"It's a tremendous challenge for everybody to stay in line, to keep track of what's going on and do the right thing," Carroll said.

Even the best of kids can get caught up in being part of the college student crowd. Fact is they have to understand that they are not regular college students. They are not entitled to anything a regular student is allowed to do. As high profile athletes and members of an exclusive team, they are choosing to be public figures and as public figures their target for criticism is also open to the public. I tell our guys the second you accept the privilege of being part of the program, you are choosing to live in a glass house. With camera phones and the youtube age, we're all living in a reality show. For example, Josh Howard disrespects the national anthem at a pickup football game and within 4 days 508,437 times just one of the posting of the video was viewed on youtube. Oklahoma State football coach Mike Gundy's press conference tirade's two top postings on youtube combined for over 1.4 million views.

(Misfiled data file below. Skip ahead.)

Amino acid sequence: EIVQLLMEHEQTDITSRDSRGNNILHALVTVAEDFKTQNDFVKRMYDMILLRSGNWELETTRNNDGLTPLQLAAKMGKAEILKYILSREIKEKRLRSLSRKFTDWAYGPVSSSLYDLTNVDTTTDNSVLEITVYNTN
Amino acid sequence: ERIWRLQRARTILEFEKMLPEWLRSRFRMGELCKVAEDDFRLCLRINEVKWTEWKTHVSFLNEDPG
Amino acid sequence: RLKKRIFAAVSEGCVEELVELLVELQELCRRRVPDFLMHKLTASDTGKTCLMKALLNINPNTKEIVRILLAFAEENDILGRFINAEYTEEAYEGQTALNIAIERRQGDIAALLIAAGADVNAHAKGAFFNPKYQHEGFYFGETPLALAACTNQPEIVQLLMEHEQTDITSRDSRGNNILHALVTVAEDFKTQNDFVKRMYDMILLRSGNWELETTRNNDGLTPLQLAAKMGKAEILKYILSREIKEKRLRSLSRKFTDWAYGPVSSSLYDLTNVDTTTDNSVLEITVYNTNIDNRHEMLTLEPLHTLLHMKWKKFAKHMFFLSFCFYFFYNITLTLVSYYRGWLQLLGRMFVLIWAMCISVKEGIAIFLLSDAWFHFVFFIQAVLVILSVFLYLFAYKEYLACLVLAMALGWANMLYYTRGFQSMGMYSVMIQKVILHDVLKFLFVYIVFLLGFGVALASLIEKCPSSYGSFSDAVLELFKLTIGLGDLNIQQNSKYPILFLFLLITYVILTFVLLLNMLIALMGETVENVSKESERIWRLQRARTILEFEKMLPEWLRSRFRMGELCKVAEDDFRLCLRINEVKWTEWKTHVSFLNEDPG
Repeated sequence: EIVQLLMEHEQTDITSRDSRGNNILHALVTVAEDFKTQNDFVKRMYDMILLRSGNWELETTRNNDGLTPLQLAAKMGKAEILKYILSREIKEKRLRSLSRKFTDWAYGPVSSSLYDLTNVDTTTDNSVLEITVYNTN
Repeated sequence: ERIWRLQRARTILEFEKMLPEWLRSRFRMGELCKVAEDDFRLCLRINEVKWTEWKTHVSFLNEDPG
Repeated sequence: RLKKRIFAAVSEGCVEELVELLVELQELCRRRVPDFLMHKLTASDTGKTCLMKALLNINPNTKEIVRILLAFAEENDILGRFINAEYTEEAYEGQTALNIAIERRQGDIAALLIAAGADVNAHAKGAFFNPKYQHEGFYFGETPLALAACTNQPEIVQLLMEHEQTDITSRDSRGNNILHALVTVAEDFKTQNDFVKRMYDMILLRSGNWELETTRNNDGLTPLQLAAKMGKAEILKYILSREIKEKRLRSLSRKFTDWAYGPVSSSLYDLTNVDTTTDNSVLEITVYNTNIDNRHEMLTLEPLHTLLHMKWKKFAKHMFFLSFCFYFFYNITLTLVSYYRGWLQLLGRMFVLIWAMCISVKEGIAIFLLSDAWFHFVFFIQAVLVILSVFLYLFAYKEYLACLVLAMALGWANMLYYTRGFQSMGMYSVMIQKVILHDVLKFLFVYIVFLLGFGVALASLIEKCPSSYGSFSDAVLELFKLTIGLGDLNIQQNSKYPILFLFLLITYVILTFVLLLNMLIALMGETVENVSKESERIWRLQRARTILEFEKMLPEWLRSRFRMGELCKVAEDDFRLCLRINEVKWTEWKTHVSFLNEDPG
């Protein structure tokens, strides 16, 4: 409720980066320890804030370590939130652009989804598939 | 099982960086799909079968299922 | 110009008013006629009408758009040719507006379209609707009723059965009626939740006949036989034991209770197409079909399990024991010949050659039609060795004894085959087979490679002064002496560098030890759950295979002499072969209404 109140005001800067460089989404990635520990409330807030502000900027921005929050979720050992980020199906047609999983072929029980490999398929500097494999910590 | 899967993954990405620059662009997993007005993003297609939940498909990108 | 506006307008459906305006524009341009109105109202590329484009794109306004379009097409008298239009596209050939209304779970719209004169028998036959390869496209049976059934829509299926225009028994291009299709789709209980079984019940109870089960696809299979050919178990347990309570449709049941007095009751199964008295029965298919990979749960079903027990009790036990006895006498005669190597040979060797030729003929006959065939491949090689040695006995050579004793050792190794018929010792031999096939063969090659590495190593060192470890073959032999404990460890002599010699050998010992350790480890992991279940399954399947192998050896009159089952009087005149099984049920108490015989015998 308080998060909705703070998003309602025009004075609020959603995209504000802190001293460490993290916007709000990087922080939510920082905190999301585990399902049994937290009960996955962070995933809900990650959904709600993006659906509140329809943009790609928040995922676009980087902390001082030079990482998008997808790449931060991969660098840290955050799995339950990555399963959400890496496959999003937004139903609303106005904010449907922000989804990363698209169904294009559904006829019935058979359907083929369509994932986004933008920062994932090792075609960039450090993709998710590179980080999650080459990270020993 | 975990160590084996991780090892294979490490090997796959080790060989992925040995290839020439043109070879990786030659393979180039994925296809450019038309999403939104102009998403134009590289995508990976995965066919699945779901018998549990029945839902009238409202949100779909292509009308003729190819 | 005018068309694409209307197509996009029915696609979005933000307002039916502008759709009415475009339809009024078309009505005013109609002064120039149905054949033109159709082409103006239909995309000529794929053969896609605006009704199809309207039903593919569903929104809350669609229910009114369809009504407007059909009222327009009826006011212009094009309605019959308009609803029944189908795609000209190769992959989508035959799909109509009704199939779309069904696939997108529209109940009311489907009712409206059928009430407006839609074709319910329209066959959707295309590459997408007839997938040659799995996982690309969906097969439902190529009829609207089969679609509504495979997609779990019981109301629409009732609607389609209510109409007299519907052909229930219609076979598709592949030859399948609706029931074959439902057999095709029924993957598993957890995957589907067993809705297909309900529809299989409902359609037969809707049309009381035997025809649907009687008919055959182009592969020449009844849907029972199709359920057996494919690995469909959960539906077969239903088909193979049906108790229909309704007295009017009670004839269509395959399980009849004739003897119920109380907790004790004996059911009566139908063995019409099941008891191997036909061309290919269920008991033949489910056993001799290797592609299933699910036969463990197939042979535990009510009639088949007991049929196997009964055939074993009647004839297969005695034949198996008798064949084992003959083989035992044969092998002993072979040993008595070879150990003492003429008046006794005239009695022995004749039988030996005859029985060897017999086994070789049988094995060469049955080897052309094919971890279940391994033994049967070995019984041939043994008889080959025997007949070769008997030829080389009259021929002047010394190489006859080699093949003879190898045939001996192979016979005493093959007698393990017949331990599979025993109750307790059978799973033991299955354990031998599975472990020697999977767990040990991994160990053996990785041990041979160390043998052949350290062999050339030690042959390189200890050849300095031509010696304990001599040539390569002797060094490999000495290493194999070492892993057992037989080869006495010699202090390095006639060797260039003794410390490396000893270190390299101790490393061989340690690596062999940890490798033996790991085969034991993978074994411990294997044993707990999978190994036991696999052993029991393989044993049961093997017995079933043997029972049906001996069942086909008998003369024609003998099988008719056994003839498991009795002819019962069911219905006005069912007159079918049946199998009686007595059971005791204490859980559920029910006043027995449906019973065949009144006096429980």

Rather than going out this weekend, junior running back Stafon Johnson said he would spend the off days playing video games at home or visiting with teammates at their residences to avoid public scrutiny.

"You can spit and that would be in the newspaper the next day," Johnson said. "So the best thing to do during the season, especially on break, is just to chill out. Just relax."

No truer words have been spoken.